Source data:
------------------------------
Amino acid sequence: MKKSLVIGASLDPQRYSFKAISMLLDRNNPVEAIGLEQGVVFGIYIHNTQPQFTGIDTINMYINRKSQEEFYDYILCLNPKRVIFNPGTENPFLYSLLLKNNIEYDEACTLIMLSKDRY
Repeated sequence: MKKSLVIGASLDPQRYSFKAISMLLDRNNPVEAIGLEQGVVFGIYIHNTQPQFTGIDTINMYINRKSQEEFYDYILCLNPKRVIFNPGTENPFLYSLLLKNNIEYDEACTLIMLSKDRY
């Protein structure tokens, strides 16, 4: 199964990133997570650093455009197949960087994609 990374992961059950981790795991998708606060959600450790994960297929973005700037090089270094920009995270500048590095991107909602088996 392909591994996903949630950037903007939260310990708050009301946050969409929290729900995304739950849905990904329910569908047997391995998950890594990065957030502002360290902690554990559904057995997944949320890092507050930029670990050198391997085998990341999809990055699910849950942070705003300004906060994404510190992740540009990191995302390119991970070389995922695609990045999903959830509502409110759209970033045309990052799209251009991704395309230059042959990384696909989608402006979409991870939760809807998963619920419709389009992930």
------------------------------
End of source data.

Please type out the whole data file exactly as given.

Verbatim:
Amino acid sequence: MKKSLVIGASLDPQRYSFKAISMLLDRNNPVEAIGLEQGVVFGIYIHNTQPQFTGIDTINMYINRKSQEEFYDYILCLNPKRVIFNPGTENPFLYSLLLKNNIEYDEACTLIMLSKDRY
Repeated sequence: MKKSLVIGASLDPQRYSFKAISMLLDRNNPVEAIGLEQGVVFGIYIHNTQPQFTGIDTINMYINRKSQEEFYDYILCLNPKRVIFNPGTENPFLYSLLLKNNIEYDEACTLIMLSKDRY
């Protein structure tokens, strides 16, 4: 199964990133997570650093455009197949960087994609 990374992961059950981790795991998708606060959600450790994960297929973005700037090089270094920009995270500048590095991107909602088996 392909591994996903949630950037903007939260310990708050009301946050969409929290729900995304739950849905990904329910569908047997391995998950890594990065957030502002360290902690554990559904057995997944949320890092507050930029670990050198391997085998990341999809990055699910849950942070705003300004906060994404510190992740540009990191995302390119991970070389995922695609990045999903959830509502409110759209970033045309990052799209251009991704395309230059042959990384696909989608402006979409991870939760809807998963619920419709389009992930």